Fed could surprise markets and change investors' minds on how many rate hikes are coming

  • The Fed is likely to sound more hawkish — more prepared to raise interest rates — after its meeting ends Wednesday afternoon, and that could send a shudder through the markets.
  • Even though Fed officials are not scheduled to release a new interest rate forecast, they will have no choice but to admit that inflation is heading to a more normal level and the previous weakness was as they long suggested: "transitory."
  • The Federal Open Market Committee winds down its two-day meeting with a 2 p.m. ET statement. It is not expected to raise interest rates Wednesday, but it is expected to raise the fed funds target rate at its June meeting, when it will also issue a new forecast for interest rates and the economy.

The Fed is likely to sound more hawkish — more prepared to raise interest rates — after its meeting ends Wednesday afternoon, and that could send a shudder through the markets.

The Federal Open Market Committee winds down its two-day meeting with a 2 p.m. ET statement. It is not expected to raise interest rates Wednesday, but it could upgrade its view of both the economy and inflation in its post-meeting statement Wednesday.

Even though Fed officials are not scheduled to release a new interest rate forecast, they will have no choice but to admit that inflation is heading to a more normal level and the previous weakness was just as they long suggested: "transitory."

Federal Reserve Board Chairman Jerome Powell testifies before a Senate Banking Housing and Urban Affairs Committee hearing on the The Semiannual Monetary Policy Report to the Congress, on Capitol Hill in Washington, U.S., March 1, 2018.
Yuri Gripas | Reuters
Federal Reserve Board Chairman Jerome Powell testifies before a Senate Banking Housing and Urban Affairs Committee hearing on the The Semiannual Monetary Policy Report to the Congress, on Capitol Hill in Washington, U.S., March 1, 2018.

"They will be more hawkish. It's going to be a pretty bullish, hawkish statement — with a good economy and a warming trend. You had 1.9 percent in core PCE, the highest since January 2017," said Diane Swonk, chief economist at Grant Thornton. The PCE deflator, released Monday, showed that inflation picked up year-over-year in March, and the core number was just shy of the Fed's 2 percent target.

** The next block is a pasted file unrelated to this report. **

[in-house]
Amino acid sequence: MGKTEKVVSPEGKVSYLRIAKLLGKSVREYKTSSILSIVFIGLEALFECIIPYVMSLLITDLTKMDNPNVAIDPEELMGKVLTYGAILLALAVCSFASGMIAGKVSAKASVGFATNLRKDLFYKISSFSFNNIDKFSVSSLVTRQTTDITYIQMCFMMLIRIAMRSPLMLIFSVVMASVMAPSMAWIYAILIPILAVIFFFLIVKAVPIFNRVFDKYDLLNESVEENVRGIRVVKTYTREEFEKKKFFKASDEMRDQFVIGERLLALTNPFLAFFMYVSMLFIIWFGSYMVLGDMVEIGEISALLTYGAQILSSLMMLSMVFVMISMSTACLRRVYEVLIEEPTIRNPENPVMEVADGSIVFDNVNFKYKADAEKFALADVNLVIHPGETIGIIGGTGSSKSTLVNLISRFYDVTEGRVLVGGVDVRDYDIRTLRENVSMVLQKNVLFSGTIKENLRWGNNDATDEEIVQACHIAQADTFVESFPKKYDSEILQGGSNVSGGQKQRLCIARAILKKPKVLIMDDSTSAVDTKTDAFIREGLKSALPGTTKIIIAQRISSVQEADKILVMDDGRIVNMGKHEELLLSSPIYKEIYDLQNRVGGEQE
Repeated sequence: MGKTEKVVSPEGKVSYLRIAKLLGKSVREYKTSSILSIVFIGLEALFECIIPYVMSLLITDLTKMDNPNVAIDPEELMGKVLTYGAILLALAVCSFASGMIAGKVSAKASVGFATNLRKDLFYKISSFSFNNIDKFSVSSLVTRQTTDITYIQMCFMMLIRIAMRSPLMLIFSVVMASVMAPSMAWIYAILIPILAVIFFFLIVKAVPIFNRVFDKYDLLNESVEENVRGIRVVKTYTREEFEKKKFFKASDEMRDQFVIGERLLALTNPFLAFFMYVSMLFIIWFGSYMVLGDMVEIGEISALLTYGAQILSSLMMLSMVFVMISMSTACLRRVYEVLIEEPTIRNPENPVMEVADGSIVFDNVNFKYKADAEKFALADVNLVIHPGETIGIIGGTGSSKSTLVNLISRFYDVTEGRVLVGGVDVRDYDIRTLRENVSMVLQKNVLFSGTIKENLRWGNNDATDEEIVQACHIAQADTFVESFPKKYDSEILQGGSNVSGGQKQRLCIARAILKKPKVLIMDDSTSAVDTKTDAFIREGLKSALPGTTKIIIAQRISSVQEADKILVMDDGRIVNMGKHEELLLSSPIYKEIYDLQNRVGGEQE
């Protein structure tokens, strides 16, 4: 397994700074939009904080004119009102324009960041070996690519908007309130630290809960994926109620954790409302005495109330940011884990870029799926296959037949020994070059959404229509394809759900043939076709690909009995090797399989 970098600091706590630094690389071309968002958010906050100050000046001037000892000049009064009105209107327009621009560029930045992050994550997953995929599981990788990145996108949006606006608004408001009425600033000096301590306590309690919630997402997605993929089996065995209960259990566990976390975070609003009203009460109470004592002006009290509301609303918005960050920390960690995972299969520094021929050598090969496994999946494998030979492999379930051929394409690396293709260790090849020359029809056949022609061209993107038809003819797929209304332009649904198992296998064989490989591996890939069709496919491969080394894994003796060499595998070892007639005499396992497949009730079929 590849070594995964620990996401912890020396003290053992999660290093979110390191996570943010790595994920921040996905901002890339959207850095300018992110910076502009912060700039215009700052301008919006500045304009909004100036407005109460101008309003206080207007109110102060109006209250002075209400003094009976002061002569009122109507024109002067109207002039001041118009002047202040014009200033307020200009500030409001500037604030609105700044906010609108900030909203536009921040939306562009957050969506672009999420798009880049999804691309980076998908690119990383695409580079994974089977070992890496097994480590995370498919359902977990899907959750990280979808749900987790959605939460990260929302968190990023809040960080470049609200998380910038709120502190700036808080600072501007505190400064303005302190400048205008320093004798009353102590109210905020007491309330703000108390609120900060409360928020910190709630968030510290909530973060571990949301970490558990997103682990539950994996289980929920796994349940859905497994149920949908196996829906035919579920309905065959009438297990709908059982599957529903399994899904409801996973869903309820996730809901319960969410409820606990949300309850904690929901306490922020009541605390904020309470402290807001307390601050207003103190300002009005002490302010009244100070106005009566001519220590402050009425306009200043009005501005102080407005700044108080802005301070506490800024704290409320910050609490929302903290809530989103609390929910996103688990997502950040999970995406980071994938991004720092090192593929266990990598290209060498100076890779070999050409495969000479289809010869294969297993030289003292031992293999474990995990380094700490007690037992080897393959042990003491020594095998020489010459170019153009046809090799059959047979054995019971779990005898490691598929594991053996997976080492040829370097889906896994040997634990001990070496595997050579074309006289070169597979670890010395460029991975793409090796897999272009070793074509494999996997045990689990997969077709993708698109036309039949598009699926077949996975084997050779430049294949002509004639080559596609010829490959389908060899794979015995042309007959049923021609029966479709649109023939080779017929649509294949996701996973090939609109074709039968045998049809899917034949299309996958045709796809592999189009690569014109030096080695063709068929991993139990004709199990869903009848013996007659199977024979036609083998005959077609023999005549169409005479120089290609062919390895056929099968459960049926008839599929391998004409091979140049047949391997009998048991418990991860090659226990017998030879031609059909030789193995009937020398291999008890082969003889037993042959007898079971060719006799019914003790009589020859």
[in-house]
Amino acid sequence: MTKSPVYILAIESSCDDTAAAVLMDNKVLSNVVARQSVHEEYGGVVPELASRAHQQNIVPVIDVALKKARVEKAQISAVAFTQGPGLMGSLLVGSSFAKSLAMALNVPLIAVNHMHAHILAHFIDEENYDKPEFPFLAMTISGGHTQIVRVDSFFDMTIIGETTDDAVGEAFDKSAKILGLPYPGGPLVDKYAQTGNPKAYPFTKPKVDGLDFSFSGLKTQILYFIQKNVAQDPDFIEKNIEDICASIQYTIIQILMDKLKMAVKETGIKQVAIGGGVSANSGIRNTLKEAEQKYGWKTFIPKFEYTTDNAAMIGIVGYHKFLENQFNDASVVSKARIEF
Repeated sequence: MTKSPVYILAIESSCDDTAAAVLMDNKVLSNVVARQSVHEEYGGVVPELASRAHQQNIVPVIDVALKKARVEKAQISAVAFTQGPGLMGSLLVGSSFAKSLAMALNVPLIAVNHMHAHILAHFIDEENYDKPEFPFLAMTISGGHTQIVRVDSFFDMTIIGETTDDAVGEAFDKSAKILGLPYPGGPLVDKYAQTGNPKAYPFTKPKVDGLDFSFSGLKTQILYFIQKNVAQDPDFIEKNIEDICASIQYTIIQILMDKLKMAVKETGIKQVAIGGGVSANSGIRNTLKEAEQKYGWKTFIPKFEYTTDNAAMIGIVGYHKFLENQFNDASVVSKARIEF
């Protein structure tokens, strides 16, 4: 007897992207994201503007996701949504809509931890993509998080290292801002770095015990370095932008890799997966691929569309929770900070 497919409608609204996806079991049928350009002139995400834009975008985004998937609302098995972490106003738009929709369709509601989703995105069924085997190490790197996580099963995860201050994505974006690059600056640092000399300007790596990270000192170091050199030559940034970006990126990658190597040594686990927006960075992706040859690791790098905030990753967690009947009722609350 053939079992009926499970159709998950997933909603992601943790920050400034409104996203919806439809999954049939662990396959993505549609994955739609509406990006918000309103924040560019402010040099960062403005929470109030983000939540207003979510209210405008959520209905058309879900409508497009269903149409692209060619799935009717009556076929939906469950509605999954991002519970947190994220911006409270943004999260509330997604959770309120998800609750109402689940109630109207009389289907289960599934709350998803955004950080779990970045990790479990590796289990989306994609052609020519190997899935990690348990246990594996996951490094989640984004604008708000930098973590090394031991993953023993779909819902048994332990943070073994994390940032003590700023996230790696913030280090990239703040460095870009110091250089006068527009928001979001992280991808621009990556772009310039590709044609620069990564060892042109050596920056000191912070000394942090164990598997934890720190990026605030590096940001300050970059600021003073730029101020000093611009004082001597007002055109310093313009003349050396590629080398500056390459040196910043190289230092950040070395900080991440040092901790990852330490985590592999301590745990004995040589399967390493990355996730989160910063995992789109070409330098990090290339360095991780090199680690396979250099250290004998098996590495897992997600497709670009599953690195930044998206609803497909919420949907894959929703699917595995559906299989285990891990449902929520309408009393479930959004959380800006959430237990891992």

Markets could respond to a more "hawkish" Fed statement by sending Treasury yields higher, stocks lower, and the dollar could add to its recent gains. Market pros are fairly well split on whether there are three rate hikes or four coming this year, and if either group is persuaded of a new Fed stance, that could be a catalyst for a market move.

Treasury yields were higher in early trading Wednesday, with the Fed sensitive 2-year yield touching 2.52 percent. The dollar was higher in afternoon trading, after early weakness.

"I think you could see a little reaction. If the Fed validates the increased rate expectations we've seen that may be enough, with a dollar that is technically breaking out," said Robert Sinche, chief global strategist at Amherst Pierpont.

In the Fed's own forecast, Fed officials appear to be very close to being ready to agree to a fourth rate hike for this year. The Fed's "dot plot" presents Fed interest rate views in a chart with a dot for each anonymous Fed official's target. The Fed will release a new forecast at its June meeting.

"I think the risks are that markets interpret their commentary in a hawkish manner. I see risks pointing in that direction, as opposed to a dovish direction," said Mark Cabana, head of U.S. short rate strategy at Bank of America Merrill Lynch. Cabana said the Fed revealed in the minutes of its last meeting that officials were already moving closer together on inflation, and they now have a more balanced view.

"I think the risks are skewed that the Fed sounds more hawkish. The market will probably end up bumping its probability for a fourth rate hike," said Cabana, adding he currently expects just a total of three for this year. The Fed is next expected to raise its fed funds target rate in June.

Aaron Kohli, fixed-income strategist at BMO, expects a parade of Fed speakers at the end of the week to reinforce the Fed's hawkish tone.

"The Fed speak after the meeting is going to do a lot of the hawkish heavy lifting," said Kohli. "There's no dovish camp anymore." New York Fed President William Dudley and San Francisco Fed President John Williams, who will soon replace Dudley, both speak Friday. Fed Vice Chair Randy Quarles also speaks that day.